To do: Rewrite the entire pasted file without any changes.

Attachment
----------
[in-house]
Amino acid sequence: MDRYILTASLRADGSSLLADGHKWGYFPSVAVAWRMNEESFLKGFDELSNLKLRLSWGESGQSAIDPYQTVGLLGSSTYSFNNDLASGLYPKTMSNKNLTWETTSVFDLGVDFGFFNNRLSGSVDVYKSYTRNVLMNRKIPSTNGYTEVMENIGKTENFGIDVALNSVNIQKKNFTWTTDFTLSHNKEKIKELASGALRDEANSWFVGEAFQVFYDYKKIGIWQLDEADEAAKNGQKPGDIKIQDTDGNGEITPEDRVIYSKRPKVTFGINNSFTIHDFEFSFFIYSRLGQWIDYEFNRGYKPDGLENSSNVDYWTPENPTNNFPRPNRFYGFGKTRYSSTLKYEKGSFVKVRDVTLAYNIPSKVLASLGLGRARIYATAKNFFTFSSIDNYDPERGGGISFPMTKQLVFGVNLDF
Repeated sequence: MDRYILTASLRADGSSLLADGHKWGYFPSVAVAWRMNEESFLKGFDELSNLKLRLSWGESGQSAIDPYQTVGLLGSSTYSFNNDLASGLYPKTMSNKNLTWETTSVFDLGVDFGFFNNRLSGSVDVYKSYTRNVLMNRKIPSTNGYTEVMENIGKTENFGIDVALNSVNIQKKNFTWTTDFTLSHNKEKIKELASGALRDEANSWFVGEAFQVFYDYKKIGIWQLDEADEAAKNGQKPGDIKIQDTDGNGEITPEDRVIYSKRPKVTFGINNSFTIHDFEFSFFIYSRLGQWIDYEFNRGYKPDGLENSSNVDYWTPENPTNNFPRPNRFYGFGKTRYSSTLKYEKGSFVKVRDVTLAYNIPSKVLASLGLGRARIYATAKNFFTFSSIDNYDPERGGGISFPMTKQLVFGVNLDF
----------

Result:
[in-house]
Amino acid sequence: MDRYILTASLRADGSSLLADGHKWGYFPSVAVAWRMNEESFLKGFDELSNLKLRLSWGESGQSAIDPYQTVGLLGSSTYSFNNDLASGLYPKTMSNKNLTWETTSVFDLGVDFGFFNNRLSGSVDVYKSYTRNVLMNRKIPSTNGYTEVMENIGKTENFGIDVALNSVNIQKKNFTWTTDFTLSHNKEKIKELASGALRDEANSWFVGEAFQVFYDYKKIGIWQLDEADEAAKNGQKPGDIKIQDTDGNGEITPEDRVIYSKRPKVTFGINNSFTIHDFEFSFFIYSRLGQWIDYEFNRGYKPDGLENSSNVDYWTPENPTNNFPRPNRFYGFGKTRYSSTLKYEKGSFVKVRDVTLAYNIPSKVLASLGLGRARIYATAKNFFTFSSIDNYDPERGGGISFPMTKQLVFGVNLDF
Repeated sequence: MDRYILTASLRADGSSLLADGHKWGYFPSVAVAWRMNEESFLKGFDELSNLKLRLSWGESGQSAIDPYQTVGLLGSSTYSFNNDLASGLYPKTMSNKNLTWETTSVFDLGVDFGFFNNRLSGSVDVYKSYTRNVLMNRKIPSTNGYTEVMENIGKTENFGIDVALNSVNIQKKNFTWTTDFTLSHNKEKIKELASGALRDEANSWFVGEAFQVFYDYKKIGIWQLDEADEAAKNGQKPGDIKIQDTDGNGEITPEDRVIYSKRPKVTFGINNSFTIHDFEFSFFIYSRLGQWIDYEFNRGYKPDGLENSSNVDYWTPENPTNNFPRPNRFYGFGKTRYSSTLKYEKGSFVKVRDVTLAYNIPSKVLASLGLGRARIYATAKNFFTFSSIDNYDPERGGGISFPMTKQLVFGVNLDF